For Headmaster Bartels, education was about the formation of character rather than the mere transmission of knowledge. The mind was not a vessel to be filled, but a fire to be ignited. And ignite he did. In order to nurture our interest in the world beyond Mfantsipim, he often brought in prominent people to speak to us and never ceased to direct our attention to the political situation of the day.
It certainly helped that Ghana during the independence struggle was a particularly rich stage on which to gaze, and my memories are of an exciting, eye-opening, formative period in my life not least because the struggle succeeded. Given such encouragement to look beyond one's immediate environment, it is hardly surprising that so many of us followed the Mfantsipim tradition and ended up in public service. In my case, the fire he ignited certainly played an important part in my decision to join the United Nations in 1962.
But his influence did not end there. During my 45 years at the UN, there was not a single day when the skills he had taught me did not stand me in good stead and help me cope with the demands of my job. Whether at my first posting at the World Health Organization, or at my last as Secretary-General, the wise words of Francis Bartels stayed with me for my entire career.
Caught in endless rounds of meetings, I often thought back to one particular occasion when the headmaster called me into his office to chide me for leading a hunger strike in protest against the school canteen. He told me that I would not solve problems with such an attitude and should have come to him first to discuss the matter “man to man”. I never forgot that lesson, and have not led a hunger strike since.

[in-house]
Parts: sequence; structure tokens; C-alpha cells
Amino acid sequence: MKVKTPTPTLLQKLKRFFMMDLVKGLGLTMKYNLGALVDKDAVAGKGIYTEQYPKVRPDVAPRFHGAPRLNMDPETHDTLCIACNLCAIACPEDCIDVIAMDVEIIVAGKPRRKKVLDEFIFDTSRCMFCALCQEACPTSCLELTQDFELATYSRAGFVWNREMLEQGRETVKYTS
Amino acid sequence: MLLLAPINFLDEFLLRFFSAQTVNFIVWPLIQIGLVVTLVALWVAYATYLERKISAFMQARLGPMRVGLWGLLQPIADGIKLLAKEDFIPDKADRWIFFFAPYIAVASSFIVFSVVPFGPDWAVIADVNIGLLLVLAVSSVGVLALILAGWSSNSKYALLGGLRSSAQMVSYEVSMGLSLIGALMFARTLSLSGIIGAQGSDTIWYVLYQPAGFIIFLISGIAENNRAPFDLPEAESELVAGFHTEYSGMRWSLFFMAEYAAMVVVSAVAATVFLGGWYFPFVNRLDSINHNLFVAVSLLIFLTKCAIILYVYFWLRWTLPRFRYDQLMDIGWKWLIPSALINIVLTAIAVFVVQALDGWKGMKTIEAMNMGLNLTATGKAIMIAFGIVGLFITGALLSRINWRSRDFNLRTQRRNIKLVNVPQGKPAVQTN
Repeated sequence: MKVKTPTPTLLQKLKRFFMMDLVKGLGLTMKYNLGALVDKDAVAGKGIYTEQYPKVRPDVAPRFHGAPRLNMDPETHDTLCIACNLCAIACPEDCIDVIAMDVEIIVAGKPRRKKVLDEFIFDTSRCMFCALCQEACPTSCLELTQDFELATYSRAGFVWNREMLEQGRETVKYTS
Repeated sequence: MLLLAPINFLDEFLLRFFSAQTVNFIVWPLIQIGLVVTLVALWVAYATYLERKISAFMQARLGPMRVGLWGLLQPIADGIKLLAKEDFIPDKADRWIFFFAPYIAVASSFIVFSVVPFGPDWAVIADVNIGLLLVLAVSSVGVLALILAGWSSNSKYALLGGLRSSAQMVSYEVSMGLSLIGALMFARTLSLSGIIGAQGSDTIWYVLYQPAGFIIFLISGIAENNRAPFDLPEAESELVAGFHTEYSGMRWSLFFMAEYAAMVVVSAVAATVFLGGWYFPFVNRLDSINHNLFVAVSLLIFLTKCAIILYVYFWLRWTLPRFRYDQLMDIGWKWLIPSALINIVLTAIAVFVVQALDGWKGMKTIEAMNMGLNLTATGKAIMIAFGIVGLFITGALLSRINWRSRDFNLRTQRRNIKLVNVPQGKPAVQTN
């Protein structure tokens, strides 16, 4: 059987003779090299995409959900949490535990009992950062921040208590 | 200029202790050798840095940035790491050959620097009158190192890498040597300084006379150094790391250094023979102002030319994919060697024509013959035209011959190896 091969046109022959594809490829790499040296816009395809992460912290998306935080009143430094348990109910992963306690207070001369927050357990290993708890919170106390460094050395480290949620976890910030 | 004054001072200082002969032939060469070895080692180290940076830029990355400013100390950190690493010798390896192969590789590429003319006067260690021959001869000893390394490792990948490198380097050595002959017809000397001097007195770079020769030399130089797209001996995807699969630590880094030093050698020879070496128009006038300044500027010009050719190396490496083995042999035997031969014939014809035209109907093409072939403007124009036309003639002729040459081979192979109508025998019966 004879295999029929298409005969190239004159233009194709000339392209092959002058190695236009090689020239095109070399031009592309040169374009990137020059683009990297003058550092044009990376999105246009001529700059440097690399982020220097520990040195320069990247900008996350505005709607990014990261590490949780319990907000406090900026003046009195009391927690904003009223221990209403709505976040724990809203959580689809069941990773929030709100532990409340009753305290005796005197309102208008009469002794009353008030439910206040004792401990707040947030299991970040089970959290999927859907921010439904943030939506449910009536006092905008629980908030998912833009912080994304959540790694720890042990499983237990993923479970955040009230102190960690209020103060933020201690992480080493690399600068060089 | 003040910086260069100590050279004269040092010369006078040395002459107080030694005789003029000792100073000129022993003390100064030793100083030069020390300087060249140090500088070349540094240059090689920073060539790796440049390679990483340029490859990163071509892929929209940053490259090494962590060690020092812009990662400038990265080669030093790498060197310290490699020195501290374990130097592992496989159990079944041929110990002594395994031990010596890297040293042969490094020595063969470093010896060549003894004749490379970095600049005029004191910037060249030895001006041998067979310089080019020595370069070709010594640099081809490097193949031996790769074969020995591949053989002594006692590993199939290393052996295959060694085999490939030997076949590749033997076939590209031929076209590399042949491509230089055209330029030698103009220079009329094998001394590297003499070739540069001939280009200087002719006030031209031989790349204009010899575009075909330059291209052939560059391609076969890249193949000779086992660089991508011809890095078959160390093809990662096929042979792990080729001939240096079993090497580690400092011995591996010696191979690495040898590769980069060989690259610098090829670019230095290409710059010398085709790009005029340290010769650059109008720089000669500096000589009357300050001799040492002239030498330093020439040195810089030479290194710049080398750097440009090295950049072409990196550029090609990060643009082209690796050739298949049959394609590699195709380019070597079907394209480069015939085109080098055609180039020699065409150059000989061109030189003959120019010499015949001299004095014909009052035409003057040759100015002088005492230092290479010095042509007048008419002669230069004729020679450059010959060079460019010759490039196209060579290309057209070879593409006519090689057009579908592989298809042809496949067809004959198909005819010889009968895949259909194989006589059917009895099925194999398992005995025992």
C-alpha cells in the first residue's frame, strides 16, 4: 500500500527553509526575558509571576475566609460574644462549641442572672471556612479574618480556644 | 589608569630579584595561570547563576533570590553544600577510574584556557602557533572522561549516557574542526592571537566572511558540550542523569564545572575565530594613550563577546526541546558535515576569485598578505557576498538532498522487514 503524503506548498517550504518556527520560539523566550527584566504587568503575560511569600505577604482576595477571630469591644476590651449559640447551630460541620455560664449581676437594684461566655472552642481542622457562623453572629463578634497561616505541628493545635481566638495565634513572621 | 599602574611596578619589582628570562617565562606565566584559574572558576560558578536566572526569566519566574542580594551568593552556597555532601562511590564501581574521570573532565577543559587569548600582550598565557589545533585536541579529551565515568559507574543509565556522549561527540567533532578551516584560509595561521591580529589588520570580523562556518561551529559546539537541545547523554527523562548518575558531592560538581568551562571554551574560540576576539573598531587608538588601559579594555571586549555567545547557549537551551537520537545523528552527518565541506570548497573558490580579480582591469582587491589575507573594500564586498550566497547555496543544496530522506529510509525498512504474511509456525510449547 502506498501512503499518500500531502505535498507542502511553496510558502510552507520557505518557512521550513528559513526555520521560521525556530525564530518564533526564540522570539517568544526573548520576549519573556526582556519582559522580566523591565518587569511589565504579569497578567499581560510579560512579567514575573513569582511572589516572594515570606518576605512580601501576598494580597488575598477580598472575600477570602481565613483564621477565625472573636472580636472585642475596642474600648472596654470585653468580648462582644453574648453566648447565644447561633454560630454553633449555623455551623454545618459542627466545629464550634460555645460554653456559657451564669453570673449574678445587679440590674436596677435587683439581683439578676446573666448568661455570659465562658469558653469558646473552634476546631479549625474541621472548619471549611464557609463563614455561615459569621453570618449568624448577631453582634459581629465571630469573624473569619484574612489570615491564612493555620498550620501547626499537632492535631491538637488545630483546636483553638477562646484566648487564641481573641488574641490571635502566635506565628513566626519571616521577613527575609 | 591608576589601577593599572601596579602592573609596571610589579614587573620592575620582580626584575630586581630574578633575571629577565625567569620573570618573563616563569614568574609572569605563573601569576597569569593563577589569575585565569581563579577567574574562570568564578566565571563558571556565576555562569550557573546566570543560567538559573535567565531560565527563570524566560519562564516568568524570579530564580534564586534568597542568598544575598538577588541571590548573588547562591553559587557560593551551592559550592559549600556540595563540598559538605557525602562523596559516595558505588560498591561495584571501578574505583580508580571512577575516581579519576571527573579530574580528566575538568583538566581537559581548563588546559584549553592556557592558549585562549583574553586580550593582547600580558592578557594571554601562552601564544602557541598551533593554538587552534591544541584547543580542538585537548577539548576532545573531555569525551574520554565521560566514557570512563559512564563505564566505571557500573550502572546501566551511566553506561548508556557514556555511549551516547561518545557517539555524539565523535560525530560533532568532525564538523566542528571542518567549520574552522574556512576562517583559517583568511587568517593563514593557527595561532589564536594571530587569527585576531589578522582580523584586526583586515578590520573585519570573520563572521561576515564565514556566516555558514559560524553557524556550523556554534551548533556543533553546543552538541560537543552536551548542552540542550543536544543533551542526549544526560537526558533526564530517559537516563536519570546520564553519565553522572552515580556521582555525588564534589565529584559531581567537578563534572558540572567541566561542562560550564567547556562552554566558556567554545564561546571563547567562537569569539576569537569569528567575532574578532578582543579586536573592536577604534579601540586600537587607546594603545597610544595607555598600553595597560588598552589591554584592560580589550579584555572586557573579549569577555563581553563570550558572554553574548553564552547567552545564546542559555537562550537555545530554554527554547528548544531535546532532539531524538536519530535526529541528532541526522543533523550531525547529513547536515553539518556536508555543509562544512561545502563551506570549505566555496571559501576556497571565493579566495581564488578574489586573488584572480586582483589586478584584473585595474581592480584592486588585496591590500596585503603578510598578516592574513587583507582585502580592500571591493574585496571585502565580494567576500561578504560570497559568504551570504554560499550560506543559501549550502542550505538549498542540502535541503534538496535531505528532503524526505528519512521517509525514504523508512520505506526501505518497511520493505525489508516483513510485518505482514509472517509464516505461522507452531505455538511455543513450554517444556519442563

Headmaster Bartels and I have stayed in contact, and even 40 years after I had left his guardianship, he would occasionally call me after a particular speech to say “Well done”. It is hard to convey how much these calls have meant to me. The headmaster's interest in his students did not end on graduation day. He followed everyone's progress closely and always expressed his joy and pride at the professional achievements of his former charges.
Nothing could better sum up the teacher Bartels than the inscription beneath the bust dedicated to him by some of his grateful students. It reads 'He sought to make us greater than himself'. He certainly set the standard high.
But Francis Bartels was, and continues to be, so much more than a teacher. He was a man of positive change long before President Obama championed the term. Whether as President of the Conference of Heads of Secondary Schools or the Ghana Association of Science Teachers, whether as Chief of UNESCO's Africa Division or as University Professor in Nairobi, his mission was to improve the state of education in Africa.
No doubt, he even managed to squeeze this mission into his time as Ghana's ambassador to Germany. Unsurprisingly, the path Headmaster Bartels has taken, the affection he has shown to his students and the passion with which he has championed Africa education, have not gone without official recognition. Among many other honours, he received an honorary doctorate from the University of Ghana. In 1956, Queen Elizabeth II conferred the Most Excellent Order of the British Empire on him.
Such has been his remarkable life and impact that I could easily spend the rest of this speech talking about his qualities and achievements or his impact on me. But this would do Headmaster Bartels an injustice. For it was the future, not the past, which has always been his prime focus ... Let me end and in deep admiration and gratitude wish him: Awoda pa, awo. ”